High Water

It's hard to tell if there is any separation between the wetland and the river

It’s hard to tell if there is any separation between the wetland and the river

The other day, the water levels reached a new high.  I decided to go grab a few shots from the common room balcony where I had shot the landscape in times of normal water levels for comparison.

Taken last June before the drought dropped the water levels

Taken last June before the drought dropped the water levels–previously the highest I’d seen it

Two things distracted me.  First, I started experimenting with the in-camera HDR feature since there was a lot of contrast between the wetland (in the shadows) and the sky.  Second, the clouds were interesting.  They never got really colorful–I watched until the sun was well below the horizon–but they were making some pretty interesting shapes.

All of these images are the HDR version of the image created in the camera.

My favorite cloud

My favorite cloud

On the one hand, I get better dynamic range using Photomatix.  On the other hand, I didn’t have to do any special post-processing to get these and given that I didn’t start processing photos until after midnight, I appreciate that.

I will try processing the 3 exposures using Photomatix and doing a comparison when I have some more time (like that will ever happen), but for now, I feel like the feature did improve the dynamic range of the image some and I didn’t have to do as much work.

I should also note that the clouds were moving, yet the in-camera feature managed to match them up across 3 images and then crop the image to the size that worked with the data it had.  While I wasn’t crazy about the cropping, I thought the matching worked very well.

Bed is calling . . .

Getting Rosy as the sun goes down

Getting Rosy as the sun goes down

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Super Moon

Moon faintly glowing through Walnut St Bridge

Moon faintly glowing through Walnut St Bridge

I made it back from Monaco and Nice just in time for the super moon.  The super moon refers to when the moon is closer to the earth than usual, resulting in an extra large moon.  The point when the moon is full is the point when it appears the largest.  I’m not sure if this is because the moon is actually the closest to the earth at that point or just the effect of it being a full moon. In any case, I have now chalked up a couple of years of experience shooting full moons.  I remember the words of advice I got from a fellow photographer when I first started shooting full moons.  They were, “Don’t.”  He went on to explain that the full moon is too bright to make an interesting image.  It simply looks like a flat, smooth circle with some gray areas in it compared to the much more pock-marked, three-dimensional moon one can get when shooting a crescent moon.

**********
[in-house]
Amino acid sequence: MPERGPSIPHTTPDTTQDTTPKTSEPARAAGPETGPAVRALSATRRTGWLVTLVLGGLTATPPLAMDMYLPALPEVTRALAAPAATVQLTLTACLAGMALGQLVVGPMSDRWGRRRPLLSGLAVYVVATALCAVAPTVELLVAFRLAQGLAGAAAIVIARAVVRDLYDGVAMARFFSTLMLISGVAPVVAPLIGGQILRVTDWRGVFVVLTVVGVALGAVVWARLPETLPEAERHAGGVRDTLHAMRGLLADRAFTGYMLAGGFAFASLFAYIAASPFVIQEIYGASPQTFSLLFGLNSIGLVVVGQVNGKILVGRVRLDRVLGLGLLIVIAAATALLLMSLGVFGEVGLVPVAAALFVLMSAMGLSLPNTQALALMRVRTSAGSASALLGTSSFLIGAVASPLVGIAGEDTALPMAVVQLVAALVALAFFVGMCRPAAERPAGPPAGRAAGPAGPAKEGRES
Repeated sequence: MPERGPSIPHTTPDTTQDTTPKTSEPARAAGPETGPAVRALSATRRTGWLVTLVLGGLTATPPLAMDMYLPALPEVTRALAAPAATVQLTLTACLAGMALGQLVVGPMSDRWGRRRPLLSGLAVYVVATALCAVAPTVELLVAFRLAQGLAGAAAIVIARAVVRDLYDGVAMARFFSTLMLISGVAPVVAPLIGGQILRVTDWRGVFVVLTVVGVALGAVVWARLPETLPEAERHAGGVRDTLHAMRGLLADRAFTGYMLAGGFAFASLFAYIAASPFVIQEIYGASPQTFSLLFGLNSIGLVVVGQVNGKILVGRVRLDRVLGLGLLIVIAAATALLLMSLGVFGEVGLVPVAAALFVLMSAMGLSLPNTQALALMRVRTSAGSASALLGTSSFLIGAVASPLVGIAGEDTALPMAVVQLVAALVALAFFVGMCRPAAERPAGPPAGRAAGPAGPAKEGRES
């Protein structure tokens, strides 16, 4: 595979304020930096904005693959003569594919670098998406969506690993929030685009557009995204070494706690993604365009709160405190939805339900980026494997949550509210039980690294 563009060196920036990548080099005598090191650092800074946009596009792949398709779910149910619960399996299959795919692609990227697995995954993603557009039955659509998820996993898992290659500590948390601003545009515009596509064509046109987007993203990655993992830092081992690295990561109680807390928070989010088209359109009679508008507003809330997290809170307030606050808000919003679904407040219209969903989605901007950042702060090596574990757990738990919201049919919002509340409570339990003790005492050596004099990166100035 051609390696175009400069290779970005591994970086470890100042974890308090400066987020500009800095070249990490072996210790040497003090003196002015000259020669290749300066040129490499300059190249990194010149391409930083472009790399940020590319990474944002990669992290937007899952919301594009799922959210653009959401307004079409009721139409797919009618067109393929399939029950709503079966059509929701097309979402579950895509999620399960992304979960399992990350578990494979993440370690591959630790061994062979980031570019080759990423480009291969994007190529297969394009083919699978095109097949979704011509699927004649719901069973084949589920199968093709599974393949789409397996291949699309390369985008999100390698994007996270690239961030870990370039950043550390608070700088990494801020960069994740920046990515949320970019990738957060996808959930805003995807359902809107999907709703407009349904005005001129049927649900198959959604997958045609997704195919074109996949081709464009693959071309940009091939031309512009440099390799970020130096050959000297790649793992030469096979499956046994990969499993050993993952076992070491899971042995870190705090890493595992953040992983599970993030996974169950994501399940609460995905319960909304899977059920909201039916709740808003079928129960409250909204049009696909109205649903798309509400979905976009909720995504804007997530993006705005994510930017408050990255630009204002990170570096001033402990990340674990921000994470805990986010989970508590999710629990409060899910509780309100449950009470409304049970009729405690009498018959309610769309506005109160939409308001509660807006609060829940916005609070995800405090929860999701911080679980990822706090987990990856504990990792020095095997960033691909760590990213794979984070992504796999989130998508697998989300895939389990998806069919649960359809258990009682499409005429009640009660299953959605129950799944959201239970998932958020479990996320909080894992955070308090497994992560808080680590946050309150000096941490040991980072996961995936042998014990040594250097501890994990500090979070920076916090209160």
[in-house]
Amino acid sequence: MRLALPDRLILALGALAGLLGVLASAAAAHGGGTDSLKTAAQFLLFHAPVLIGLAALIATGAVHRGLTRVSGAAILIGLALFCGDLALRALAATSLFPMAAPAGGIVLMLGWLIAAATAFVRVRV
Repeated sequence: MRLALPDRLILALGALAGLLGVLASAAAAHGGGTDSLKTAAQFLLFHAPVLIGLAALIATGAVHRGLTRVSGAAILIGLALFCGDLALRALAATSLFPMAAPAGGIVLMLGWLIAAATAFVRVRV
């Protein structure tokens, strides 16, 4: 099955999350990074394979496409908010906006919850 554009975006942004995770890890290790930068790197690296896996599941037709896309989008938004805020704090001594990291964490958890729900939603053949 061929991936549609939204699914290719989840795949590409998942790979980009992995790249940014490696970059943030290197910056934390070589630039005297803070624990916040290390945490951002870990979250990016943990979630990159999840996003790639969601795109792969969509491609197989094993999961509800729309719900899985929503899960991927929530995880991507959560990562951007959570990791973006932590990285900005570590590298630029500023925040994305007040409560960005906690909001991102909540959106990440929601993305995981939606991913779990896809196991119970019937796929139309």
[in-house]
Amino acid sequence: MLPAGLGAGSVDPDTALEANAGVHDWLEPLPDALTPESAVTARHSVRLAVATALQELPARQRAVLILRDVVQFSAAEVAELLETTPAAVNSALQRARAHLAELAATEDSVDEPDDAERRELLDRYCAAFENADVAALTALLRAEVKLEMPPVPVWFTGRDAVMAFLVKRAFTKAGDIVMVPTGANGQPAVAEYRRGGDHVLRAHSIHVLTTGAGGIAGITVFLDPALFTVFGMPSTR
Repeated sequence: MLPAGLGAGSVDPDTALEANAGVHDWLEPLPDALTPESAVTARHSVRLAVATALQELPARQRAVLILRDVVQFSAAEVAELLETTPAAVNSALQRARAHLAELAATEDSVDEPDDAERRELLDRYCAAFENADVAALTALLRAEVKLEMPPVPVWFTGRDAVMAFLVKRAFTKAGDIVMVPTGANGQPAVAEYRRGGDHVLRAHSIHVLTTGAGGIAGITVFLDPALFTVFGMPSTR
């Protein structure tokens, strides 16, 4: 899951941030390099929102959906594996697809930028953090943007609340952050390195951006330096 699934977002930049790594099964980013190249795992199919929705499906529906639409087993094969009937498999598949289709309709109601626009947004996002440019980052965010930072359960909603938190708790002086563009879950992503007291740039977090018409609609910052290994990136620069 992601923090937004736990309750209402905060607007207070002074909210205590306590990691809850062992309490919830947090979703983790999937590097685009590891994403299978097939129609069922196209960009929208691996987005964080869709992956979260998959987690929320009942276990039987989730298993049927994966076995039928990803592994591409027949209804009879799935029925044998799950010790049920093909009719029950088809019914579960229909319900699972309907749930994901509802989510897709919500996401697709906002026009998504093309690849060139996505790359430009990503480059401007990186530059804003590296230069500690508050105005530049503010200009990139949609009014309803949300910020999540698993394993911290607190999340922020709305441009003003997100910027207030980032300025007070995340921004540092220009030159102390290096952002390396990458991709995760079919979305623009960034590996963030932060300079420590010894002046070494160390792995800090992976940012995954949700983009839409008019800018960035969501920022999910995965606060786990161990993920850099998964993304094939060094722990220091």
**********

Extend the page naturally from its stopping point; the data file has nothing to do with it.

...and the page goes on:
Moon over the heads of unsuspecting lovers

Moon over the heads of unsuspecting lovers

I experimented with this advice.  I found that he was absolutely right that if you just shoot the moon, once it’s much more than half full, it becomes a very flat, uninteresting rock.  However, I also found that if you shoot the moon rising at the the horizon or going through architectural features or clouds as it rises, it’s much more interesting. Since this discovery, I have attempted to pay attention to when the moon is full (or close enough to full) and where and when it will rise in the hope of getting interesting moonrise images. I’ve gotten a few I like, although there’s always room for improvement.  The hardest part about shooting moonrise is how fast it goes.  While the moon is usually quite late appearing in the sky compared to when the official moonrise is supposed to start, once it appears, the period of time when it’s most interesting to shoot lasts only a few minutes.  The moon moves so quickly that you have to watch your shutter speeds–too slow and you start to get motion blur from the movement of the moon.

Moon over the bridge

Moon over the bridge

On this night, it was a pre-cursor to the actual full moon.  While the moon was fullest the next morning, it was still close enough to full to get a full moon effect both the night before and the night after the moment of total fullness. I decided to walk out to Market St Bridge in the hope of catching people walking in front of the moon on Walnut St bridge.  Unfortunately, low-lying clouds along the horizon prevented the moon from being visible until it was too high for people to be in front of it.  When it finally appeared, it was barely a glow through the haze with the sun still relatively high in the sky (although it was headed towards sunset). It was still beautiful, though.

Wide view of moon, bridge, water, and boats

Wide view of moon, bridge, water, and boats

Human Fireworks

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The theme of fireworks made me think of the chemical fireworks that sometimes ignite between two people. This thought reminded me of a story from my teenage years. It was about someone I didn’t know well, I just knew of her. She was a mother and wife and she went to her high school reunion, reunited with a high school sweetheart and KABOOM! Fireworks.